Mathilda Avirett-Mackenzie: B.S. in Physics, B.S. in Mathematics

After failing a math course, she rallied and came back with straight A’s

April 30, 2019

Mathilda Simone Avirett-Mackenzie was born in Boston but grew up in Atlanta. For as long as she can remember, Georgia Tech had been an important part of her life.

Because her father, Kenneth Mackenzie, was a member of faculty in the Georgia Tech College of Computing until 2003, Mathilda grew up cheering for the Yellow Jackets while being encouraged to pursue science, technology, engineering, and math (STEM) subjects. No surprise that she developed a passion for science and mathematics at a young age.

While attending Atlanta Girls’ School, Mathilda spent two summers as an intern at the Materials Analysis Center, then a part of GTRI. Working there strengthened her love for STEM.

Through Georgia Tech’s Dual Enrollment program, Mathilda took college courses during her senior year in high school. That experience nailed her decision to attend Tech. “Actually experiencing the classroom environments here and walking around campus daily gave me unique insight into Georgia Tech culture,” she says. “I liked what I saw.”

Mathilda is the 2019 winner of the A. Joyce Nickelson and John C. Sutherland Prize, awarded to a top student in the College of Sciences studying at the intersection of physics and mathematics.

What is the most important thing you learned at Georgia Tech?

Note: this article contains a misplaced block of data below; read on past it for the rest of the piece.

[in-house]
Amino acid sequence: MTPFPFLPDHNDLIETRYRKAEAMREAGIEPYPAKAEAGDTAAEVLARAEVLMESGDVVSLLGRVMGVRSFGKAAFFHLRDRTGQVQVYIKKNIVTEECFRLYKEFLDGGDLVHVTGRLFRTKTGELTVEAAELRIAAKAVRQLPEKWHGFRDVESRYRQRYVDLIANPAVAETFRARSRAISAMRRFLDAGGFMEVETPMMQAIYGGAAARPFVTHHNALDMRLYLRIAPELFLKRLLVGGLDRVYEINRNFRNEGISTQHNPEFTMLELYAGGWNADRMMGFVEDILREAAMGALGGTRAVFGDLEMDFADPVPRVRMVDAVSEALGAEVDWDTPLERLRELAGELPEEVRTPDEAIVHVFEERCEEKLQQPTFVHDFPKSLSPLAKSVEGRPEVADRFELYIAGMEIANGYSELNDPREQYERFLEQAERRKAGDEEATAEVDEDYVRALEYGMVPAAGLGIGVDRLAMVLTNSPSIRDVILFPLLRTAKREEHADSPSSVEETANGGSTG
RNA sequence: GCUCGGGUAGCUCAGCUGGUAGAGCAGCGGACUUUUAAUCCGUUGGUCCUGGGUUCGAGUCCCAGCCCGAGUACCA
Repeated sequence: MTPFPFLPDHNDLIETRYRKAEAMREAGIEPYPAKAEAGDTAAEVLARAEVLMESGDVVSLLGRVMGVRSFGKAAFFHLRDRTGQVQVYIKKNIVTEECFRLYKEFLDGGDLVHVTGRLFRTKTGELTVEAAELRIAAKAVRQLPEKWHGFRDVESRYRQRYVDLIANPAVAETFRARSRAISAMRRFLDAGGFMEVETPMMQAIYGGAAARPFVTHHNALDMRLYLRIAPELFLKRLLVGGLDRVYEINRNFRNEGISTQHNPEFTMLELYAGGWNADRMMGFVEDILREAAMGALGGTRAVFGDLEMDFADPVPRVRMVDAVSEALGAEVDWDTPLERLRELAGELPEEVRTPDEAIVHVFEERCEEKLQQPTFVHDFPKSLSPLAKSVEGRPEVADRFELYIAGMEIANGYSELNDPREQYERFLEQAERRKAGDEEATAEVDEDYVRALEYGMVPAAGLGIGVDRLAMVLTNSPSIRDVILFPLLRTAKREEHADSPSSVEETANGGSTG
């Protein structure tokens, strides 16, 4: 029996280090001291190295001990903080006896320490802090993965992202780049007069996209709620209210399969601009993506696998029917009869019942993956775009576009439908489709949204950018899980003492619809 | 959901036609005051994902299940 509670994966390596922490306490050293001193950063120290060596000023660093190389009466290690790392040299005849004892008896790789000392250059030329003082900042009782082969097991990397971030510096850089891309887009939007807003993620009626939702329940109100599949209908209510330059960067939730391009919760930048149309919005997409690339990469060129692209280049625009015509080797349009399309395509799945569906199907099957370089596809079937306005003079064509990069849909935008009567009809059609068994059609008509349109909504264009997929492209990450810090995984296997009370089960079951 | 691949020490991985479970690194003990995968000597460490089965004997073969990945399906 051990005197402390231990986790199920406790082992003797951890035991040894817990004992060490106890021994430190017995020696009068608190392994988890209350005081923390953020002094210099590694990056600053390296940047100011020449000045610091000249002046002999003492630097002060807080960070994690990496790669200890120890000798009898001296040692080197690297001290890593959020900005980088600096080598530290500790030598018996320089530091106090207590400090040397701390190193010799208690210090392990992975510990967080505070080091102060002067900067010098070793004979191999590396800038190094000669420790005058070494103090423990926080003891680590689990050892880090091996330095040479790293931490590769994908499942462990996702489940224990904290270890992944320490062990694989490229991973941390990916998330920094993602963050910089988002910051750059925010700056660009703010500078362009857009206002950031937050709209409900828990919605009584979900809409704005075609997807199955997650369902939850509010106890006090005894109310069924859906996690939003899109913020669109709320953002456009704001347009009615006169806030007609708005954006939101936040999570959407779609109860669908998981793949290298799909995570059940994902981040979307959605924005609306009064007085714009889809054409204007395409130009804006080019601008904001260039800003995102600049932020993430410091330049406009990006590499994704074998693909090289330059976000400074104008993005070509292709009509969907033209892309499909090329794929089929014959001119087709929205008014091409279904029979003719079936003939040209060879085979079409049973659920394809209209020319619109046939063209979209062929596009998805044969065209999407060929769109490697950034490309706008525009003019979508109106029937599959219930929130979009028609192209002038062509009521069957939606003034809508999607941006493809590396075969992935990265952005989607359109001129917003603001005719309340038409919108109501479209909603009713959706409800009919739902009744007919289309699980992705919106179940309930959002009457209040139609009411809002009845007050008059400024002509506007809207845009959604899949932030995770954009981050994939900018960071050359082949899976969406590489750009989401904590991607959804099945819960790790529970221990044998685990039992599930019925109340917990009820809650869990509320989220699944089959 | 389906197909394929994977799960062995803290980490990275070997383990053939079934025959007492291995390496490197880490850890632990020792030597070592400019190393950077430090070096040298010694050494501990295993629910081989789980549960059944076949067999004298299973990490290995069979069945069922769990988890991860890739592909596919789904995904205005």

I learned to never, ever give up.

I've struggled academically, personally, and socially. At times I felt like I couldn't possibly succeed. At times I couldn't imagine making it to graduation. And yet here I am, about to graduate with highest honors.

I don't think I really knew what to expect when I started here. Georgia Tech has given me the most challenging, the most rewarding, and the most fun experiences of my life. I don't even regret the many bad experiences I've had here. They have taught me my most vital skills of tenacity and courage in times of hardship.

What are your proudest achievements at Georgia Tech?

I'm the first author on a paper that is now in peer review in the journal Monthly Notices of the Royal Astronomical Society, which is amazing. Papers are a big deal for undergraduate researchers. It's great to see the payoff from the past three years of work.

I got an A in a class I'd previously failed. In fact I went from struggling with motivation, class attendance, and performance to making straight A’s in my last four semesters.

Which professor(s) or class